LIMA (Reuters) - A building in a northern Peruvian town was set on fire on Friday in a protest against China National Petroleum Corp that devolved into clashes between police and demonstrators who want the company to make pledges to help the local community, an industry source said.
The unrest follows the breakdown of talks between the company and local residents in the district of El Alto, in a desert coastal region near three offshore oil blocks that CNPC operates.
Residents want CNPC to agree to a series of commitments to local development, including a guarantee that it will 100 jobs for young people, said the source, who spoke on the condition of anonymity.
There were no initial reports of deaths in the clashes, but the offices of a Bogota-based company that provides maintenance services to CNPC, Confipetrol, were set on fire, the source added.
CNPC and Confipetrol could not immediately be reached for comment outside of normal business hours on Friday.
TV images on local broadcaster Canal N showed black fumes spewing from a building in El Alto.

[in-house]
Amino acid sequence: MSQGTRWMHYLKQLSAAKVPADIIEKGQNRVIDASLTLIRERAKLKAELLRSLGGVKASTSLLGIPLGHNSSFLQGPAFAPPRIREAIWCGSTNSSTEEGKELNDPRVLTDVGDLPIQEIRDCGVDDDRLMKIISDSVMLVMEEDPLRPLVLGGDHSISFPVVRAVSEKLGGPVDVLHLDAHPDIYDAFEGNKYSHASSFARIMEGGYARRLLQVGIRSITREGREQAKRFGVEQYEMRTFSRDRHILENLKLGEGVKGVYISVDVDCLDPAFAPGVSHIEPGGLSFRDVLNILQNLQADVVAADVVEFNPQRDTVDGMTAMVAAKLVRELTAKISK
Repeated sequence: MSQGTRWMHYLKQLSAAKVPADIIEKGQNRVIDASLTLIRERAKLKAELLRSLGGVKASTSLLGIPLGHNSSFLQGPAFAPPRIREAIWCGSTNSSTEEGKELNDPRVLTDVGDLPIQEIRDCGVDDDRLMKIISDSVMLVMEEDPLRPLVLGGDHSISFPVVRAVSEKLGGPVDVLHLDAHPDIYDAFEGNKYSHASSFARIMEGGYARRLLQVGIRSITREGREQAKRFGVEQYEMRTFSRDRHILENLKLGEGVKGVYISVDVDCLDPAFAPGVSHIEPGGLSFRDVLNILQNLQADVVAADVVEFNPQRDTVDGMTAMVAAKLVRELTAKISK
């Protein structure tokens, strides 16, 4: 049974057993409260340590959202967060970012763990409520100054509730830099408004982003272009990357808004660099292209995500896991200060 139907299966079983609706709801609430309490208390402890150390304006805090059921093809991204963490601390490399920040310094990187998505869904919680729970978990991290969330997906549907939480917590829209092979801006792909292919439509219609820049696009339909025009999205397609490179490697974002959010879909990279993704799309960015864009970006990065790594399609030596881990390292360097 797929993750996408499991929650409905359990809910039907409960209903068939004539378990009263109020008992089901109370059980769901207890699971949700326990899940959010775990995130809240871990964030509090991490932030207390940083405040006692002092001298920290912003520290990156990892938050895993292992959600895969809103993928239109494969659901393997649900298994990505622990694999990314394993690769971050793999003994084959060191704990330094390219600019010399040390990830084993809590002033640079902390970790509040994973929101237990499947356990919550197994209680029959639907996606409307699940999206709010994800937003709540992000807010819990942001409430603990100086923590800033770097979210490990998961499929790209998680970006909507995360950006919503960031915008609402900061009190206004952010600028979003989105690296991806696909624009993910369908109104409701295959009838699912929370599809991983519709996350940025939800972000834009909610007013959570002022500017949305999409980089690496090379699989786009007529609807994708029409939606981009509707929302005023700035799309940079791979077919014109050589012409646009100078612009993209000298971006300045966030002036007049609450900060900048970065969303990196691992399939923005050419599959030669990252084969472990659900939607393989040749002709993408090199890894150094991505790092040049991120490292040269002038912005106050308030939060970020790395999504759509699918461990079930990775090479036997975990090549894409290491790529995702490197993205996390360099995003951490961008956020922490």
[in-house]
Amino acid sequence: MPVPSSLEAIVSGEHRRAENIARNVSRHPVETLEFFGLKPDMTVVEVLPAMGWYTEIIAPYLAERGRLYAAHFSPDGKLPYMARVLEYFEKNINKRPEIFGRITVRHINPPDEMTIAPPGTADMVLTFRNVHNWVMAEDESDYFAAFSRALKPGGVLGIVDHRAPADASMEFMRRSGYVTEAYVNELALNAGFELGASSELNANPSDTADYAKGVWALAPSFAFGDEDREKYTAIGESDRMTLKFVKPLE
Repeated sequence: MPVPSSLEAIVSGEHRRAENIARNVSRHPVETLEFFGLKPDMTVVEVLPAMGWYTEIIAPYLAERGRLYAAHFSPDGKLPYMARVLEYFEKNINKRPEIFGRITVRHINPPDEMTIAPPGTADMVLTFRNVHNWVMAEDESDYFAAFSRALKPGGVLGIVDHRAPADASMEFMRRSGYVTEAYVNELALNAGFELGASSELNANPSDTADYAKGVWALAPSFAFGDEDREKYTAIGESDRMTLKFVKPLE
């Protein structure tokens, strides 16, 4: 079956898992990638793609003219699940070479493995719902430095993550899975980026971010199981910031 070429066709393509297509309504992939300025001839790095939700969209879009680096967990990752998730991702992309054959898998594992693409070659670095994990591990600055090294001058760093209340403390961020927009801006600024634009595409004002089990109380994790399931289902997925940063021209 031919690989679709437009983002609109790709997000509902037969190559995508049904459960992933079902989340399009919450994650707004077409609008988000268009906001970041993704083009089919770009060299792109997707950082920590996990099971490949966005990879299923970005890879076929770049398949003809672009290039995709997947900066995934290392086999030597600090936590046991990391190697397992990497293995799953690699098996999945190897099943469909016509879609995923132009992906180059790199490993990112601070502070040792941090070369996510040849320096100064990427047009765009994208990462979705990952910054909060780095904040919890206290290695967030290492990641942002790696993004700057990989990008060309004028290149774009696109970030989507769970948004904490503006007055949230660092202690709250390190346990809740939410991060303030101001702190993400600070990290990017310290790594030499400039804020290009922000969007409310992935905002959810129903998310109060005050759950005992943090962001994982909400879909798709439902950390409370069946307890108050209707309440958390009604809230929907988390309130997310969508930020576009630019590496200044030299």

The local firefighters’ office declined to provide comment over the phone.
Peru is rife with protests against mining and oil and natural gas operations, often turning deadly when police try to repel crowds from roads. But arson is rare.
CNPC, which says it has operated offshore oil blocks in Peru since 1993, has largely steered clear of the kind of protests that have blocked billions of dollars in mining investments in one of Latin America’s most stable economies.
The unrest in El Alto is the latest flare-up in social conflicts that President Martin Vizcarra’s government has struggled to contain in recent weeks.
Protests continued on Friday against two major mining projects - copper mines proposed by Southern Copper Corp and Anglo American worth more than $6 billion - blocking roads in southern Peru.
A spokeswoman for Peru’s Energy and Mines Ministry did not immediately respond to requests for comment.
CNPC’s offshore oil blocks in northern Peru produce an average of 14,500 barrels of oil per day, according to the company’s website.
Reporting by Mitra Taj; Editing by Leslie Adler